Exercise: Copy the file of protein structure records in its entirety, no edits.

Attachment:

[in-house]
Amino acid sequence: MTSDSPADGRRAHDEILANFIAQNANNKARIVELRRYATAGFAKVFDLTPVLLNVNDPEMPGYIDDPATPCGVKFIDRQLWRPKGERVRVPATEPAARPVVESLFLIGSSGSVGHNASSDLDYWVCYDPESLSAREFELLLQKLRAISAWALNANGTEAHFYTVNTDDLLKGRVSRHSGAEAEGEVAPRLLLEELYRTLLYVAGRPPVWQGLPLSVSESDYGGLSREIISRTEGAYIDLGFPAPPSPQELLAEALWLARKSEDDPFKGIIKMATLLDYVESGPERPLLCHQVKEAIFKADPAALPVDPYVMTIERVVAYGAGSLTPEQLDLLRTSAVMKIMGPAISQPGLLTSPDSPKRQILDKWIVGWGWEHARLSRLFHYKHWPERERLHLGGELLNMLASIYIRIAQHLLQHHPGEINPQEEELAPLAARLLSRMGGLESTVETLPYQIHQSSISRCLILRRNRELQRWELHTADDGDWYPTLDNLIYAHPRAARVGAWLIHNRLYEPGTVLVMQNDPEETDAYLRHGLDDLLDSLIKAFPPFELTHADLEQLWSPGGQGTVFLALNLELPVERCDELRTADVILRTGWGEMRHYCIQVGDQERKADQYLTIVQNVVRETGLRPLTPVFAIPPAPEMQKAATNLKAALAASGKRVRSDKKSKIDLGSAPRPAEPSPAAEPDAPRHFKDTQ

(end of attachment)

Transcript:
[in-house]
Amino acid sequence: MTSDSPADGRRAHDEILANFIAQNANNKARIVELRRYATAGFAKVFDLTPVLLNVNDPEMPGYIDDPATPCGVKFIDRQLWRPKGERVRVPATEPAARPVVESLFLIGSSGSVGHNASSDLDYWVCYDPESLSAREFELLLQKLRAISAWALNANGTEAHFYTVNTDDLLKGRVSRHSGAEAEGEVAPRLLLEELYRTLLYVAGRPPVWQGLPLSVSESDYGGLSREIISRTEGAYIDLGFPAPPSPQELLAEALWLARKSEDDPFKGIIKMATLLDYVESGPERPLLCHQVKEAIFKADPAALPVDPYVMTIERVVAYGAGSLTPEQLDLLRTSAVMKIMGPAISQPGLLTSPDSPKRQILDKWIVGWGWEHARLSRLFHYKHWPERERLHLGGELLNMLASIYIRIAQHLLQHHPGEINPQEEELAPLAARLLSRMGGLESTVETLPYQIHQSSISRCLILRRNRELQRWELHTADDGDWYPTLDNLIYAHPRAARVGAWLIHNRLYEPGTVLVMQNDPEETDAYLRHGLDDLLDSLIKAFPPFELTHADLEQLWSPGGQGTVFLALNLELPVERCDELRTADVILRTGWGEMRHYCIQVGDQERKADQYLTIVQNVVRETGLRPLTPVFAIPPAPEMQKAATNLKAALAASGKRVRSDKKSKIDLGSAPRPAEPSPAAEPDAPRHFKDTQ